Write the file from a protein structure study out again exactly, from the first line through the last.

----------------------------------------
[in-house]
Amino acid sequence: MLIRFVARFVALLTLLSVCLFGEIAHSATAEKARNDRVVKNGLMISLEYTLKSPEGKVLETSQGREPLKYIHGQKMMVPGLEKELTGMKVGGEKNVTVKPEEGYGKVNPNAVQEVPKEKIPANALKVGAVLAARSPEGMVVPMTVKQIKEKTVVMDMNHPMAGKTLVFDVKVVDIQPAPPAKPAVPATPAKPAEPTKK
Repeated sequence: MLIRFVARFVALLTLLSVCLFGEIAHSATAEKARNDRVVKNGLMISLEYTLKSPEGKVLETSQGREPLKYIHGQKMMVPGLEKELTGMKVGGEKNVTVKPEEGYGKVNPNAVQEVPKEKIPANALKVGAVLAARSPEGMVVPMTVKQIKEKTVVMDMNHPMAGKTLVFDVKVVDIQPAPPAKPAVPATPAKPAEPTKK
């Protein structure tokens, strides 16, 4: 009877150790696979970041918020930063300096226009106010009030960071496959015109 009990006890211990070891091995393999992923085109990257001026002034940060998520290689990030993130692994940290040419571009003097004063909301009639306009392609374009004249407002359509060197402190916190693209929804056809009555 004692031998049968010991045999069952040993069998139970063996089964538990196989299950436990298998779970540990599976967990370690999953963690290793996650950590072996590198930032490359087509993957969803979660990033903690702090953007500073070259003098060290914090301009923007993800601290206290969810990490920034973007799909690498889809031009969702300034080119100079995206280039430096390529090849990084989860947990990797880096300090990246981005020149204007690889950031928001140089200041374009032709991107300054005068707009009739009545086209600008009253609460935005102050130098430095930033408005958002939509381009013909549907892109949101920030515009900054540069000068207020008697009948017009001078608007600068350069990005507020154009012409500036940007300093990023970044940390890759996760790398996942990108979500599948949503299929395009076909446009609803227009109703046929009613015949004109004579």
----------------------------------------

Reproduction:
[in-house]
Amino acid sequence: MLIRFVARFVALLTLLSVCLFGEIAHSATAEKARNDRVVKNGLMISLEYTLKSPEGKVLETSQGREPLKYIHGQKMMVPGLEKELTGMKVGGEKNVTVKPEEGYGKVNPNAVQEVPKEKIPANALKVGAVLAARSPEGMVVPMTVKQIKEKTVVMDMNHPMAGKTLVFDVKVVDIQPAPPAKPAVPATPAKPAEPTKK
Repeated sequence: MLIRFVARFVALLTLLSVCLFGEIAHSATAEKARNDRVVKNGLMISLEYTLKSPEGKVLETSQGREPLKYIHGQKMMVPGLEKELTGMKVGGEKNVTVKPEEGYGKVNPNAVQEVPKEKIPANALKVGAVLAARSPEGMVVPMTVKQIKEKTVVMDMNHPMAGKTLVFDVKVVDIQPAPPAKPAVPATPAKPAEPTKK
């Protein structure tokens, strides 16, 4: 009877150790696979970041918020930063300096226009106010009030960071496959015109 009990006890211990070891091995393999992923085109990257001026002034940060998520290689990030993130692994940290040419571009003097004063909301009639306009392609374009004249407002359509060197402190916190693209929804056809009555 004692031998049968010991045999069952040993069998139970063996089964538990196989299950436990298998779970540990599976967990370690999953963690290793996650950590072996590198930032490359087509993957969803979660990033903690702090953007500073070259003098060290914090301009923007993800601290206290969810990490920034973007799909690498889809031009969702300034080119100079995206280039430096390529090849990084989860947990990797880096300090990246981005020149204007690889950031928001140089200041374009032709991107300054005068707009009739009545086209600008009253609460935005102050130098430095930033408005958002939509381009013909549907892109949101920030515009900054540069000068207020008697009948017009001078608007600068350069990005507020154009012409500036940007300093990023970044940390890759996760790398996942990108979500599948949503299929395009076909446009609803227009109703046929009613015949004109004579």